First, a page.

Millennials choose mobile, Target, Walmart for back-to-school shopping
Sixty-two percent of millennials who are preparing to go back to school in the fall plan to shop with a smartphone for necessities and 80% will shop online, according to an online study by Branding Brand, a mobile commerce platform for retailers. Eighteen percent of U.S. shoppers ages 18-24 will use Apple Pay to make their purchase, while more than 10% will use Android Pay or Samsung Pay, .
Target has grown in popularity since last year, with 64% of shoppers saying they will buy back-to-school items from the discount chain, 64% from Walmart and 50% from Amazon, the survey said. Those results mark a significant shift from last year, when 74% of shoppers planned to buy from Amazon, 51% from Target and 42% from Walmart.
Amazon still has time to promote back-to-school specials, with 55% of survey respondents saying they won’t start shopping until August, while only 14% were done by last month. Twenty-two percent of shoppers plan to spend more money on back-to-school items this year, while 53% said they’ll keep their budgets the same as last year.
Back-to-school shopping is the second-busiest shopping season after the winter holidays, and often is a harbinger of how U.S. consumers behave going into the final part of the year after Thanksgiving. Consumers are starting their shopping earlier in the summer.
Younger consumers are also a good reflection of how use of the latest technology is evolving. With such a large percentage planning to use their smartphones for back-to-school shopping, retailers clearly need to have robust mobile strategies in place that reach consumers throughout the customer journey, including discovery. Last year, Google observed a sharp rise in searches for back-to-school the week of July 11, which was a week earlier than seen in 2015. Google also observed a shift toward mobile activity, with a 35% gain in searches among smartphones. Meanwhile, three out of five searches happened on a mobile device. The search giant also saw evidence that mobile searches were more likely to indicate a later visit to a department store.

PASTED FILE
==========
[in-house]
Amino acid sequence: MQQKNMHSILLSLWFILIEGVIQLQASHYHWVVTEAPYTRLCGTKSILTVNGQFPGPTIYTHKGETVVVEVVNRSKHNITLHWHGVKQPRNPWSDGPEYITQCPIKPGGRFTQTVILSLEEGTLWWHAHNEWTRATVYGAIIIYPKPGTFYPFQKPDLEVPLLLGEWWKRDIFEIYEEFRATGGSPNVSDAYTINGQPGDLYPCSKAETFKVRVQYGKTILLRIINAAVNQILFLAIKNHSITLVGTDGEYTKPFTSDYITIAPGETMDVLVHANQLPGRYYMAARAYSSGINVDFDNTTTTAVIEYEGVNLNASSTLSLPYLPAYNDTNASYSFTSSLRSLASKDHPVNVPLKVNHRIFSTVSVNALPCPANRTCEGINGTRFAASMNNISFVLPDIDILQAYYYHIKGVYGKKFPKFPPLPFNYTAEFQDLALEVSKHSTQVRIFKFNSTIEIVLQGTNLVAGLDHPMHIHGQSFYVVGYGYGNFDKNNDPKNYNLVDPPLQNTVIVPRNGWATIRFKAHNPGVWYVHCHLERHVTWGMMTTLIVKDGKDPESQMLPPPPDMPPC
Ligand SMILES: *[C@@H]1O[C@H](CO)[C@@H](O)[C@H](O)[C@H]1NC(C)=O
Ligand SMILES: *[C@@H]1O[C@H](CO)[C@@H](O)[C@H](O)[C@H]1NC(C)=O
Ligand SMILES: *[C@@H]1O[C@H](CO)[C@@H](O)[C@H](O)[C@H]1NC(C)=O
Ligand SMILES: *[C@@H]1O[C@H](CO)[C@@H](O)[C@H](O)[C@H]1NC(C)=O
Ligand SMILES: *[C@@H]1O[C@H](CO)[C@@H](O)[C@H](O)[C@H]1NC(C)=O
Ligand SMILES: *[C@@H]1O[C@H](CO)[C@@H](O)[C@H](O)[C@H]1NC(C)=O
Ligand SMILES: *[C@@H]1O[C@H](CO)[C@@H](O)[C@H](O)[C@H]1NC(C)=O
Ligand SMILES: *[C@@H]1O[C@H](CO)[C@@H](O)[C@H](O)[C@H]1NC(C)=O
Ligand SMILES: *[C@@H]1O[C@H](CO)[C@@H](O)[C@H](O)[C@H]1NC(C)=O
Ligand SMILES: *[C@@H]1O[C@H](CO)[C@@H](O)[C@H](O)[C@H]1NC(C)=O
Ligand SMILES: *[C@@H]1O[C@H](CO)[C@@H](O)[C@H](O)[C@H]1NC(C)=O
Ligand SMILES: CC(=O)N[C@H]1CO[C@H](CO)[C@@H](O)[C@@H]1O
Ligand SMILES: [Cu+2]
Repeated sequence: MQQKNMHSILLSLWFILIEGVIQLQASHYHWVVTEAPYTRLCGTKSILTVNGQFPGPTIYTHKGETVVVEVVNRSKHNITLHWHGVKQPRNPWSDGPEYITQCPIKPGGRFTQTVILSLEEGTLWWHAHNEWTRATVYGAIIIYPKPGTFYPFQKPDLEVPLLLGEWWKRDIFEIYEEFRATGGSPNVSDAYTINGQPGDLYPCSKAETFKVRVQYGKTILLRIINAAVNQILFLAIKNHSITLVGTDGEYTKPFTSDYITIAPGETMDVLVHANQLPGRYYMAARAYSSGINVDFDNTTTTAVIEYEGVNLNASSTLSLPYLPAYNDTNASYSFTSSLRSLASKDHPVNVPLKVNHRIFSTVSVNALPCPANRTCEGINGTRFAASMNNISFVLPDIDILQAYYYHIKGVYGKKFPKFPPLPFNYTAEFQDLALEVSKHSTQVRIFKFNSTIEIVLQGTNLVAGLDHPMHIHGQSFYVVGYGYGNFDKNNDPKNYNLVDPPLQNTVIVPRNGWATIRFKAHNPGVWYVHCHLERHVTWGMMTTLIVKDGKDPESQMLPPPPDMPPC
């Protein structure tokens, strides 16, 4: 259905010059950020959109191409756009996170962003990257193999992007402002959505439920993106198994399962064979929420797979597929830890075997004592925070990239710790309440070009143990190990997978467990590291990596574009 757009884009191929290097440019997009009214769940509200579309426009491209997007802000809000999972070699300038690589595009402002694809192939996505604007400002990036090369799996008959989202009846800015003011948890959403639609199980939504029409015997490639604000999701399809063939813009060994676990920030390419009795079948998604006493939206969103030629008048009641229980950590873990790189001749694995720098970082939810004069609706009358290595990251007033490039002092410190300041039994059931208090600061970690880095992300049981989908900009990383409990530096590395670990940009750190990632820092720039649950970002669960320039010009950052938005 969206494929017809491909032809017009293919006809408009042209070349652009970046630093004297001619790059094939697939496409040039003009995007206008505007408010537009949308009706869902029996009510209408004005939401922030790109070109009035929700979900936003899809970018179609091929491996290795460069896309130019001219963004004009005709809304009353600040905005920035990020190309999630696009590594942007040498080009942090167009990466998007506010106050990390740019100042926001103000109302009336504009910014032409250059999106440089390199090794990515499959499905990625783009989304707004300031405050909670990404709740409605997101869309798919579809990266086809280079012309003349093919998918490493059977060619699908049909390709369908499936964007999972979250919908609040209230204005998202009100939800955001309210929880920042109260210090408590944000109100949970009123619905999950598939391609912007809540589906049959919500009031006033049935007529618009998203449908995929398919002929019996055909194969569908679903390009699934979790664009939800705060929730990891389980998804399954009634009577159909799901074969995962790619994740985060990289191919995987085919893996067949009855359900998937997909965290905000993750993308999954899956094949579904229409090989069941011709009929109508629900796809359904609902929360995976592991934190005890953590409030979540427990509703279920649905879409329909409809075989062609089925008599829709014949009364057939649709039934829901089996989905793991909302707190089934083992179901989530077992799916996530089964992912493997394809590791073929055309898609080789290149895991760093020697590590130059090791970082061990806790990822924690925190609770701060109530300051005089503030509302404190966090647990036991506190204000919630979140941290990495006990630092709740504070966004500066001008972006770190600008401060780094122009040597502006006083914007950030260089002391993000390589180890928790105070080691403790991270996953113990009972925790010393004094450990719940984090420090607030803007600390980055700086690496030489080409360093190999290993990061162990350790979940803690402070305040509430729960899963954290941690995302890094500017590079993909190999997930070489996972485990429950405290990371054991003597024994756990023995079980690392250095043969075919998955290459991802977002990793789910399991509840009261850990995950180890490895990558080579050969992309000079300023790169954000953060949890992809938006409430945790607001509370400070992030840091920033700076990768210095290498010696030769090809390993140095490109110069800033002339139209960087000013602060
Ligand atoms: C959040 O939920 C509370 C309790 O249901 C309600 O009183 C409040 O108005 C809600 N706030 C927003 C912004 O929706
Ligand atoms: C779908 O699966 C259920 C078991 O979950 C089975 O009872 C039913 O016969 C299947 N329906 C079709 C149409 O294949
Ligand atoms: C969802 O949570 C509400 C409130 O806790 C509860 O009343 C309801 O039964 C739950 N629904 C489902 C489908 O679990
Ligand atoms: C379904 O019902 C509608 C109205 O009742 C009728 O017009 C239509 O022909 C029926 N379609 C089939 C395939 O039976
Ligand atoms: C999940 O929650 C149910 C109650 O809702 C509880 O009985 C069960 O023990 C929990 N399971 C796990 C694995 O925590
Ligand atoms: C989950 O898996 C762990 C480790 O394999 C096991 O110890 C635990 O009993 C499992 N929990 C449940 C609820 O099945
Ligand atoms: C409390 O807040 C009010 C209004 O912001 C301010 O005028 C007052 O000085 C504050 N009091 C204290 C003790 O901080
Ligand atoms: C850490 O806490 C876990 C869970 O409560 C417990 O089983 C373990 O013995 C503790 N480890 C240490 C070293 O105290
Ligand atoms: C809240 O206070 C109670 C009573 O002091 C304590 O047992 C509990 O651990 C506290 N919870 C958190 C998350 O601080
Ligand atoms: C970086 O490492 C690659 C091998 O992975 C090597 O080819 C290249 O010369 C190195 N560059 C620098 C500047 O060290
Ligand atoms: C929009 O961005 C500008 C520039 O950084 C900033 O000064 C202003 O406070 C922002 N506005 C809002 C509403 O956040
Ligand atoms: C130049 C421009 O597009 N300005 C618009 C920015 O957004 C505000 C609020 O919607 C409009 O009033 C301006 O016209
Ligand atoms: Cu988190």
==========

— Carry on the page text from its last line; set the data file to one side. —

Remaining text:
Overall, use of mobile payments has been lagging, but with 18% of millennials planning to use Apple Pay for their shopping, retailers would be wise to offer mobile payments both in-store and online. The upcoming release of iOS 11 opens up access to the NFC chip that supports Apple Pay to developers for the first, suggesting there are likely to be new uses cases around this technology going forward, including loyalty schemes and location-based promotions.
Video should also be a part of retailers' back-to-school marketing efforts. Mobile video is also growing in popularity among students getting ready to return to school, Google found. The viewing time for back-to-school videos on YouTube jumped 70% last year from 12 months earlier, as students tuned into dorm tours and do-it-yourself tricks to save money. Target and “college stylist” personalities from YouTube shared ideas on how to decorate a dorm room. Google said 85% of views for back-to-school DIY videos occur on a mobile device.